Malaysiakini reports:-

Former Selangor Umno liaison chief Dr Mohd Khir Toyo believes that the repeated attacks on PKR Hulu Selangor by-election candidate Zaid Ibrahim’s past as a drinker was a good campaign strategy.

The move to highlight Zaid’s admission that he used to consumed alcohol in his younger days was a way to discourage PAS’ grassroots from supporting the former minister, said Khir.

If that is true, perhaps Khir can comment on this:-

(No word on the street that Kamalanathan also drinks but Indians are known to take alcohol like water. Image source: http://scottthong.wordpress.com)

Interestingly the above evidence did not come as an “issue” during the last general election (in fact, there was pin drop silence from people like Khir on this). Is it because when it comes to BN, past is past, bygones are bygones and not for others?

Even if we accept that Zaid used to be a drinker, does it really matters?

RPK said this in Malaysia Today:-

Zaid, in turn, is being whacked for his alleged ‘drinking habit’. Okay, let us say he does. So he drinks. So what?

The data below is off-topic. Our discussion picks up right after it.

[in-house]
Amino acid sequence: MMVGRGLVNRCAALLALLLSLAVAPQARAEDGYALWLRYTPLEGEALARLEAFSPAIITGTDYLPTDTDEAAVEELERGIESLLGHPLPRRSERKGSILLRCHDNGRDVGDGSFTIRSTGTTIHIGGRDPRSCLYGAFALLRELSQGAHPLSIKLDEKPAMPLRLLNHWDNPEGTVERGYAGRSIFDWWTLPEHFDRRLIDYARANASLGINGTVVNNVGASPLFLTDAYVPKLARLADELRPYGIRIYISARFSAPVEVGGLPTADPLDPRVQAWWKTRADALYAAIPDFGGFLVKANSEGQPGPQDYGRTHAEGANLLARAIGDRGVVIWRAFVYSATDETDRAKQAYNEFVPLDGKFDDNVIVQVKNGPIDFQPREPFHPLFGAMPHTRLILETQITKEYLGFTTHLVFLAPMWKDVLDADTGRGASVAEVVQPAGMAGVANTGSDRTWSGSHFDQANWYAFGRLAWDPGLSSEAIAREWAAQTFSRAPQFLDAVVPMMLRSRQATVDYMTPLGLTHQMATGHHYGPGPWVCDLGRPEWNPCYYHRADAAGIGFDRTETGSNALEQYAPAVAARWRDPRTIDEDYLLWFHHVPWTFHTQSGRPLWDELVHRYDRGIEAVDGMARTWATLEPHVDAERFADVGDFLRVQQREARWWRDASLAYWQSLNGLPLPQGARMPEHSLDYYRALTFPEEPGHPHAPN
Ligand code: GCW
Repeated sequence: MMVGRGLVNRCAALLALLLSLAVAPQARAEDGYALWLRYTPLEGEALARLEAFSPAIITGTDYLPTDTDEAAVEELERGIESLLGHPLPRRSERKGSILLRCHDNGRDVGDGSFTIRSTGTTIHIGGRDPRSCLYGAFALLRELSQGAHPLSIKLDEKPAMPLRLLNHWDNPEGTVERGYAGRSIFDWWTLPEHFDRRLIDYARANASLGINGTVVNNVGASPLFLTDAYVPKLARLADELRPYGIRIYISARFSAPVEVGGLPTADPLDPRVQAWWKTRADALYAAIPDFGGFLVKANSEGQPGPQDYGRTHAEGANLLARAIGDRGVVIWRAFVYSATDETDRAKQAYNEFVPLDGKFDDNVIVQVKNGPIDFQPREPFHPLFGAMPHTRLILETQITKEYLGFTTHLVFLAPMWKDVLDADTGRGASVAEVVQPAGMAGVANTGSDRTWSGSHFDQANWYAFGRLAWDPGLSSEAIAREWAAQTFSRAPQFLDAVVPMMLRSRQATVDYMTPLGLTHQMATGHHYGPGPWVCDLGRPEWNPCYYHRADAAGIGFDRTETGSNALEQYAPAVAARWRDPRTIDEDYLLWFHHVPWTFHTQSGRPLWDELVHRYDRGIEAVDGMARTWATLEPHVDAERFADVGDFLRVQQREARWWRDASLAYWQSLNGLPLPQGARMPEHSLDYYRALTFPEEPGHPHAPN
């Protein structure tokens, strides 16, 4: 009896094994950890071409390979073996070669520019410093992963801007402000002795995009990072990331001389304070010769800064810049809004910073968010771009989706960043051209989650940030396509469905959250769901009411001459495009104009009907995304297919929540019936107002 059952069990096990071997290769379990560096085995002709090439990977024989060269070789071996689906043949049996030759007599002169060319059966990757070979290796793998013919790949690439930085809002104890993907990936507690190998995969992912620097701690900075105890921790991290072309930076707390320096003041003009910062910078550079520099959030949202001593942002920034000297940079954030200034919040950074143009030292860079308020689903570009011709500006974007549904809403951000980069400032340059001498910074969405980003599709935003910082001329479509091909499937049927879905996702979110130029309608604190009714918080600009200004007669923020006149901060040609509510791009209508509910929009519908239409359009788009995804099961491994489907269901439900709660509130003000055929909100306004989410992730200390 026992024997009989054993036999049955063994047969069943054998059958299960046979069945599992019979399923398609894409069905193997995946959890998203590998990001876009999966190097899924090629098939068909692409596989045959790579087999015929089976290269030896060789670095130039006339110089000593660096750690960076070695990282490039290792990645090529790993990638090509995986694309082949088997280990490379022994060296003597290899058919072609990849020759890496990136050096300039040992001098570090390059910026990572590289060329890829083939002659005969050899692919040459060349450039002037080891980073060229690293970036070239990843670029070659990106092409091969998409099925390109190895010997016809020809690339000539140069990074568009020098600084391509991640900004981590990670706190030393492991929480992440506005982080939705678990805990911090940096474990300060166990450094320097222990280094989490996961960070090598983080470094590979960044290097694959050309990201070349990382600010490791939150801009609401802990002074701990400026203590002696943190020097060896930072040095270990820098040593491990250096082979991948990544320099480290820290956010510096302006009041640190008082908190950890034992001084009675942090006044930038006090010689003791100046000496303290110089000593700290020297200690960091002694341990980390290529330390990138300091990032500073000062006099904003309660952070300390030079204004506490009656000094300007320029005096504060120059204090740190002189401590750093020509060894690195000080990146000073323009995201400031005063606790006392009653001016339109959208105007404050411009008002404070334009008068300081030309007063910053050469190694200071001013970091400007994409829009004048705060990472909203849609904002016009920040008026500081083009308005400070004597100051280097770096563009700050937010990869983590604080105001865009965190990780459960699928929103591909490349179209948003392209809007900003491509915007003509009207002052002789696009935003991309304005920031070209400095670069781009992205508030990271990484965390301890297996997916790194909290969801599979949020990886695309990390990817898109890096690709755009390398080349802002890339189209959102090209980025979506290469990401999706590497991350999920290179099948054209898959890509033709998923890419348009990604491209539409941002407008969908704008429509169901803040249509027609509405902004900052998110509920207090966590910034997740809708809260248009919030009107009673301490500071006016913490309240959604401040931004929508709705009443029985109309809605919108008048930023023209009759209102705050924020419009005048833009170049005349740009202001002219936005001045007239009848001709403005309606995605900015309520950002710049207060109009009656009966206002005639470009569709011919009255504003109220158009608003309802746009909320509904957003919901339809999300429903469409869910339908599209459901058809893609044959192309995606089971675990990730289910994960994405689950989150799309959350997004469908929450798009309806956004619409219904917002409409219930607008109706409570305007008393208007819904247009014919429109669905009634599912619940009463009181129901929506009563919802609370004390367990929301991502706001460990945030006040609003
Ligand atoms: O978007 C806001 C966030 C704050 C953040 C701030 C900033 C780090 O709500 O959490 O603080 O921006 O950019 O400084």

Does he buy his drinks using the taxpayers’ money? Does he rob the rakyat to support his drinking habit? Is his liquor being bought using our money? Or does he indulge with his own money and not the money he stole from us?

So you see, even if he does drink, and I am not saying he does, does he hurt any of us or only himself?

Compare that with this news:-

Bakti members comprising wives of ministers and deputy ministers, who were travelling home via Europe, had to reschedule their return as most airports in the continent remained closed due to lingering volcanic ash from Iceland.

The group, which arrived here on Thursday after visiting a children’s handicap centre and a youth high-risk centre in Washington last week

(Source: TheStar)

Surely there are not “drinkers” in the eyes of BN but how much of tax payers’ money went into their travel expenses, accommodations, shopping and “sounds important to justify the trip but it is not” visits to handicap and youth centres crap.

What is the need for the Bakti members to be travelling to US and returning via Europe (cough for “shopping”?) when they do similar “welfare” work right here in Malaysia?

And some people say corruption is at a manageable level in Malaysia. I rest my case – Zaid can have all the drinks he wants (not that he wants it) but he will come out cleaner than some of the people claiming to be better.